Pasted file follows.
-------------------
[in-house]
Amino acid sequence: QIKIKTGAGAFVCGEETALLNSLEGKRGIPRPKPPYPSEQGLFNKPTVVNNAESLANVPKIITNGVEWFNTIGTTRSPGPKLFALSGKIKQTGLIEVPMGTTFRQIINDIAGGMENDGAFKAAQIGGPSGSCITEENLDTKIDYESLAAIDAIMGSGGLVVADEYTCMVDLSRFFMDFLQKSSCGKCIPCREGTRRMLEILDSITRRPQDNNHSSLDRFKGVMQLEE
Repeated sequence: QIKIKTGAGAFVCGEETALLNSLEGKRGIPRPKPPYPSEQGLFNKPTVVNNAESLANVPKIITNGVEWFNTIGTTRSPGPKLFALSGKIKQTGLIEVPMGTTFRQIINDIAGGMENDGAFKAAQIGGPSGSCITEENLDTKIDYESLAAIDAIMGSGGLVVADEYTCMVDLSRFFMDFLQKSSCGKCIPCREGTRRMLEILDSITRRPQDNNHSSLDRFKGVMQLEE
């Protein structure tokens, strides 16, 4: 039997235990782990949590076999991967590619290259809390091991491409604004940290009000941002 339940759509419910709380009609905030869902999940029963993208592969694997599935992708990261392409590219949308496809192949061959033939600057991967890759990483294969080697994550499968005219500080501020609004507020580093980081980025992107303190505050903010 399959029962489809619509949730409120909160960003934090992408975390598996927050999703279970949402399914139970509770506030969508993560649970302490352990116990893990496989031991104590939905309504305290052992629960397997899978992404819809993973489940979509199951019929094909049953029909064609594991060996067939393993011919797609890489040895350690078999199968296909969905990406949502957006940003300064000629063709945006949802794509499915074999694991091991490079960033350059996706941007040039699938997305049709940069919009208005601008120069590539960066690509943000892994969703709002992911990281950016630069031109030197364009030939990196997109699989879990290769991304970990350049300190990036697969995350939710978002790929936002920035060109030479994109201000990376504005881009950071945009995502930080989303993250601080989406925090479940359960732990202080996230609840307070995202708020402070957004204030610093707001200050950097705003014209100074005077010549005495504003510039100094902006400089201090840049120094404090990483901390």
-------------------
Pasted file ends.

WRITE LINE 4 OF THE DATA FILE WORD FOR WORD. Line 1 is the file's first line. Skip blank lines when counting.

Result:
């Protein structure tokens, strides 16, 4: 039997235990782990949590076999991967590619290259809390091991491409604004940290009000941002 339940759509419910709380009609905030869902999940029963993208592969694997599935992708990261392409590219949308496809192949061959033939600057991967890759990483294969080697994550499968005219500080501020609004507020580093980081980025992107303190505050903010 399959029962489809619509949730409120909160960003934090992408975390598996927050999703279970949402399914139970509770506030969508993560649970302490352990116990893990496989031991104590939905309504305290052992629960397997899978992404819809993973489940979509199951019929094909049953029909064609594991060996067939393993011919797609890489040895350690078999199968296909969905990406949502957006940003300064000629063709945006949802794509499915074999694991091991490079960033350059996706941007040039699938997305049709940069919009208005601008120069590539960066690509943000892994969703709002992911990281950016630069031109030197364009030939990196997109699989879990290769991304970990350049300190990036697969995350939710978002790929936002920035060109030479994109201000990376504005881009950071945009995502930080989303993250601080989406925090479940359960732990202080996230609840307070995202708020402070957004204030610093707001200050950097705003014209100074005077010549005495504003510039100094902006400089201090840049120094404090990483901390």